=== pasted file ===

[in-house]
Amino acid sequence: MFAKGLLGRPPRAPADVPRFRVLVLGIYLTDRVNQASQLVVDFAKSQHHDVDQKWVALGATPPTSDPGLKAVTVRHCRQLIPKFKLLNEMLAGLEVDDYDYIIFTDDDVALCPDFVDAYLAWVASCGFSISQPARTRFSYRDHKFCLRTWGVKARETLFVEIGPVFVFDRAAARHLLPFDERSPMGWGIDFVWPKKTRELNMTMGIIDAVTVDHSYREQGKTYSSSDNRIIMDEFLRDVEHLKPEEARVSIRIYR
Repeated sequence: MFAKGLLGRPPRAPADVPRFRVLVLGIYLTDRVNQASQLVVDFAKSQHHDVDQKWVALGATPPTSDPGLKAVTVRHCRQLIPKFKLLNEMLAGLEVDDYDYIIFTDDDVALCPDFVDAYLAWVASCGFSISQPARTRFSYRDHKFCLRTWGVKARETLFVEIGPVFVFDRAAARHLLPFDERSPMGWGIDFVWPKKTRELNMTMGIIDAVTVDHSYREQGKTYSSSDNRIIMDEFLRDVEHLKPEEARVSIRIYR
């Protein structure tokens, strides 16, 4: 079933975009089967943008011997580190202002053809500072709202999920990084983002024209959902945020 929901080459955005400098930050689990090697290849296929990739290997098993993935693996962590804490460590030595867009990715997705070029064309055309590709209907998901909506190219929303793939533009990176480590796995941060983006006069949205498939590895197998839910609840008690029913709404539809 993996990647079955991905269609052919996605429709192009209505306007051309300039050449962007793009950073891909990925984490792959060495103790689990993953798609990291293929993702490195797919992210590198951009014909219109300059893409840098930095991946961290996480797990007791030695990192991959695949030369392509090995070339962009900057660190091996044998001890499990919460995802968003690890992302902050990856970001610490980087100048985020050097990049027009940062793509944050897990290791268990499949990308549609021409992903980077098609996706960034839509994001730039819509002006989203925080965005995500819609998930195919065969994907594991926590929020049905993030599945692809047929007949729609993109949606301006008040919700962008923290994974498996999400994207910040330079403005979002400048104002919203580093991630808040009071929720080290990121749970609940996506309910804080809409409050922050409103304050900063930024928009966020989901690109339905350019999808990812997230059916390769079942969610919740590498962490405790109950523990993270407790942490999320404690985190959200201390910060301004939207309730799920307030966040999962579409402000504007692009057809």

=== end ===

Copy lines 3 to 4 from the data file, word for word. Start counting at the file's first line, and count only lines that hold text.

Repeated sequence: MFAKGLLGRPPRAPADVPRFRVLVLGIYLTDRVNQASQLVVDFAKSQHHDVDQKWVALGATPPTSDPGLKAVTVRHCRQLIPKFKLLNEMLAGLEVDDYDYIIFTDDDVALCPDFVDAYLAWVASCGFSISQPARTRFSYRDHKFCLRTWGVKARETLFVEIGPVFVFDRAAARHLLPFDERSPMGWGIDFVWPKKTRELNMTMGIIDAVTVDHSYREQGKTYSSSDNRIIMDEFLRDVEHLKPEEARVSIRIYR
């Protein structure tokens, strides 16, 4: 079933975009089967943008011997580190202002053809500072709202999920990084983002024209959902945020 929901080459955005400098930050689990090697290849296929990739290997098993993935693996962590804490460590030595867009990715997705070029064309055309590709209907998901909506190219929303793939533009990176480590796995941060983006006069949205498939590895197998839910609840008690029913709404539809 993996990647079955991905269609052919996605429709192009209505306007051309300039050449962007793009950073891909990925984490792959060495103790689990993953798609990291293929993702490195797919992210590198951009014909219109300059893409840098930095991946961290996480797990007791030695990192991959695949030369392509090995070339962009900057660190091996044998001890499990919460995802968003690890992302902050990856970001610490980087100048985020050097990049027009940062793509944050897990290791268990499949990308549609021409992903980077098609996706960034839509994001730039819509002006989203925080965005995500819609998930195919065969994907594991926590929020049905993030599945692809047929007949729609993109949606301006008040919700962008923290994974498996999400994207910040330079403005979002400048104002919203580093991630808040009071929720080290990121749970609940996506309910804080809409409050922050409103304050900063930024928009966020989901690109339905350019999808990812997230059916390769079942969610919740590498962490405790109950523990993270407790942490999320404690985190959200201390910060301004939207309730799920307030966040999962579409402000504007692009057809």